> Black Male Imprisonment Exaggerates Black Progression
Black Male Imprisonment Exaggerates Black Progression
According to a recent article published onNYTimes.com, the disproportionate amount of black men in prison has ironically made the black community appear to be more successful than it really is. Sociologist Dr. Beck Pettit, of the University of Washington, has published recent research titled “Invisible Men: Mass Incarceration and the Myth of Black Progress” to balance the perception of black progression.
A few years ago, Dr. Pettit and another sociologist, Dr. Bryan Sykes tried to quantify the growing proportion of black men imprisoned by age 20. They focused on men born between 1975 and 1979 who later dropped out of high school. They noticed an inconsistency. Their initial findings implied that more young, black, low-skill men had been in prison than were alive. Dr. Pettit discovered the source of the inconsistency: Corrections officials count actual prisoners, a captive audience; sociologists and census-takers typically undercount prisoners and former inmates living on the edge of society.
Dr. Pettit believes that this inconsistent means of capturing data causes an issue in which imprisoned black men aren’t figured into statistics about the standing of African-Americans. The consequence, she says, is an overstatement of black progress in education, employment, wages and voting participation.
In her recent research, Dr. Pettit concludes:
- Among male high school dropouts born between 1975 and 1979, 68 percent of blacks (compared with 28 percent of whites) had been imprisoned at some point by 2009, and 37 percent of blacks (compared with 12 percent of whites) were incarcerated that year.
- By the time they turn 18, one in four black children will have experienced the imprisonment of a parent.
- More young black dropouts are in prison or jail than have paying jobs. Black men are more likely to go to prison than to graduate with a four-year college degree or complete military service.
- Black dropouts are more likely to spend at least a year in prison than to get married.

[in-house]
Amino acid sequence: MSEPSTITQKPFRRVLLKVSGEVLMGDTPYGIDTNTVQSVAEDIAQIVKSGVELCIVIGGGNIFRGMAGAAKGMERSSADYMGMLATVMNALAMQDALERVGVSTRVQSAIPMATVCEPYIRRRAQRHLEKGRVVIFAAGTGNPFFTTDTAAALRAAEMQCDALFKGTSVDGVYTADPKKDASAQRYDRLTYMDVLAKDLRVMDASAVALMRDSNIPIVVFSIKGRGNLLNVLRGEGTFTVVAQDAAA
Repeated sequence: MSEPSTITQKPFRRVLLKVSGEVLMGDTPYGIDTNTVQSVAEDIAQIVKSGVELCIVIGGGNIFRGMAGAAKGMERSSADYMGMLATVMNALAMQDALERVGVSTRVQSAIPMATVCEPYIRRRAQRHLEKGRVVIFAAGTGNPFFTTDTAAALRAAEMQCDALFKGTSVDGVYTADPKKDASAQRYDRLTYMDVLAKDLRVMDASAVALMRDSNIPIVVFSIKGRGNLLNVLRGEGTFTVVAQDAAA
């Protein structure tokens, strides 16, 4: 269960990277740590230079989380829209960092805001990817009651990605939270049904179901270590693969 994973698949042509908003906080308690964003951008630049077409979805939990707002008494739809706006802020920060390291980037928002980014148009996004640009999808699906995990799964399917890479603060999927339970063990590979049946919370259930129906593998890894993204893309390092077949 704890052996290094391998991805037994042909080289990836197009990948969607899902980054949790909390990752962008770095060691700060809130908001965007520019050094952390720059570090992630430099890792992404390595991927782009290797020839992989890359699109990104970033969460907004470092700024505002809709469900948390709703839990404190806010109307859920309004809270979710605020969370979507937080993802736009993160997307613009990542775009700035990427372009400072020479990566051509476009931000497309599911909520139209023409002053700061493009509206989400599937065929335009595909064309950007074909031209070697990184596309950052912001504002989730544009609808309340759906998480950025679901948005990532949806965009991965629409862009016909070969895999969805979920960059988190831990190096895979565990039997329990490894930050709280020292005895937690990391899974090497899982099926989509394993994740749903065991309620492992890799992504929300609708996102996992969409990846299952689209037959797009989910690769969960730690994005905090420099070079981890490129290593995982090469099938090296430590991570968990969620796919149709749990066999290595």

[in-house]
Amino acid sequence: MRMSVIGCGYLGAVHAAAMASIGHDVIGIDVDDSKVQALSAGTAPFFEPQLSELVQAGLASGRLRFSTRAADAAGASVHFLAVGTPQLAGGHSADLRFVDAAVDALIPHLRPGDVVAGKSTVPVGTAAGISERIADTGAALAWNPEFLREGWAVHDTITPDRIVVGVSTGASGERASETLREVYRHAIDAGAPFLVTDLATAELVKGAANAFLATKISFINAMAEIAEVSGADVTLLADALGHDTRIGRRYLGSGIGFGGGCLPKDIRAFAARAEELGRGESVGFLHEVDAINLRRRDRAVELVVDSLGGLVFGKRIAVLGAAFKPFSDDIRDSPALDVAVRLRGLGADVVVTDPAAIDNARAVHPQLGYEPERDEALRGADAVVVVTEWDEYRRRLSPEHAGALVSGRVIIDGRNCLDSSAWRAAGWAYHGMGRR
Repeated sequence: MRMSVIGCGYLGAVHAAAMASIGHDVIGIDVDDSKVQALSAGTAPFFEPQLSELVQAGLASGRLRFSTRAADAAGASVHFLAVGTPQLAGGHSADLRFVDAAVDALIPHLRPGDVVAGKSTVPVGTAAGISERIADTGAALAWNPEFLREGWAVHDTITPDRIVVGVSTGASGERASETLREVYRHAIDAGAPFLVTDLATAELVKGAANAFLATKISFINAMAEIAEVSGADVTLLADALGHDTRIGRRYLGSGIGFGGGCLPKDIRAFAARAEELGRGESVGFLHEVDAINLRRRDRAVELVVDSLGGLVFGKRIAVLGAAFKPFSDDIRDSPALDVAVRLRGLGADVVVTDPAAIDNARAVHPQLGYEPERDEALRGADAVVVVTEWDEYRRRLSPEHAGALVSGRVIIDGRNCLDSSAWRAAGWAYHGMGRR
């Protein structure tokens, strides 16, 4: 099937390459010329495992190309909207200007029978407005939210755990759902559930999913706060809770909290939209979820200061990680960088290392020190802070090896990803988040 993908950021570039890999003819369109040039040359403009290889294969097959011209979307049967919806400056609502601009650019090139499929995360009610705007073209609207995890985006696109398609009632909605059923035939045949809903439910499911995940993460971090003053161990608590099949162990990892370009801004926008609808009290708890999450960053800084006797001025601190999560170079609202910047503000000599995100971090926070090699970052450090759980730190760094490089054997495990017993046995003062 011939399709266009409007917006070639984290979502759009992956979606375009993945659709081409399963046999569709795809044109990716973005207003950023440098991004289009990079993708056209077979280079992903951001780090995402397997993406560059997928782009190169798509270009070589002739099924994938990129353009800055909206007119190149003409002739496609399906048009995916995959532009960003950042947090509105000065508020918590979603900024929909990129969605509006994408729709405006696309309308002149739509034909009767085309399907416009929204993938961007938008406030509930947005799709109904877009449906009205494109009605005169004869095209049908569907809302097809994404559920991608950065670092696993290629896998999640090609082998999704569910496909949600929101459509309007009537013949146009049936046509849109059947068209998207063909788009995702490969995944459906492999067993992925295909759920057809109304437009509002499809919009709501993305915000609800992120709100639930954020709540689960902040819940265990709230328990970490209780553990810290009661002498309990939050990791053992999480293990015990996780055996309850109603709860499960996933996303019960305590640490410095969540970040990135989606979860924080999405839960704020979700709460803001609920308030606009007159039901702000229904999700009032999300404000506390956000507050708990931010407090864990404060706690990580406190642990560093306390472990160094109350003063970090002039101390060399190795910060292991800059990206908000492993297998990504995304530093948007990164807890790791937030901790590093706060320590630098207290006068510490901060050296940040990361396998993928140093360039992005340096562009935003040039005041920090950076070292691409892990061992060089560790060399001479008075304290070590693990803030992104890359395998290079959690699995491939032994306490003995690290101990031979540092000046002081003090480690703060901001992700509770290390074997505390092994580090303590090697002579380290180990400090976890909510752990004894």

“Among low-skill black men, spending time in prison has become a normative life event, furthering their segregation from mainstream society,” Dr. Pettit writes. She estimates that if inmates were counted, the black high school dropout rate would soar to 19% and the share of dropouts who are employed would plunge to 26% — far more dire than the statistics usually cited. The celebrated voter turnout among young blacks in the 2008 election would drop to roughly 20%.
While “black progress is not a myth,” Dr. Patterson said, “the simple, tragic truth is that a large number of young black men do engage in violent acts and other forms of criminal behavior.” He continued: “Over 80% of black children have been abandoned emotionally and, usually, economically by their fathers. It is not the case that black children are deprived of paternal emotional and economic support because their fathers are in prison; rather, their fathers are in prison in good part because their own fathers had abandoned them emotionally and economically.”Blacks account for nearly half of the more than 2.3 million Americans in prison or jail. Failure to include them in measures of black progress, she argues, is akin to leaving states out of national counts. Former inmates are typically poor and therefore tend to be undercounted. “We collect data to evaluate public policy and allocate resources,” Dr. Pettit says. “One could argue that we already provide social service to inmates, but leaving them out of the data distorts measures of progress.” Harvard sociologist Dr. Orlando Patterson said Dr. Pettit “deserves credit for specifying in sharp demographic detail the extent of the problem of incarceration, which is an American national scandal, and some of its consequences.”
Dr. Pettit stands by her premise: “Decades of penal expansion coupled with the concentration of incarceration among men, blacks and those with low levels of education have generated a statistical portrait that overstates the educational and economic progress and political engagement of African-Americans.”
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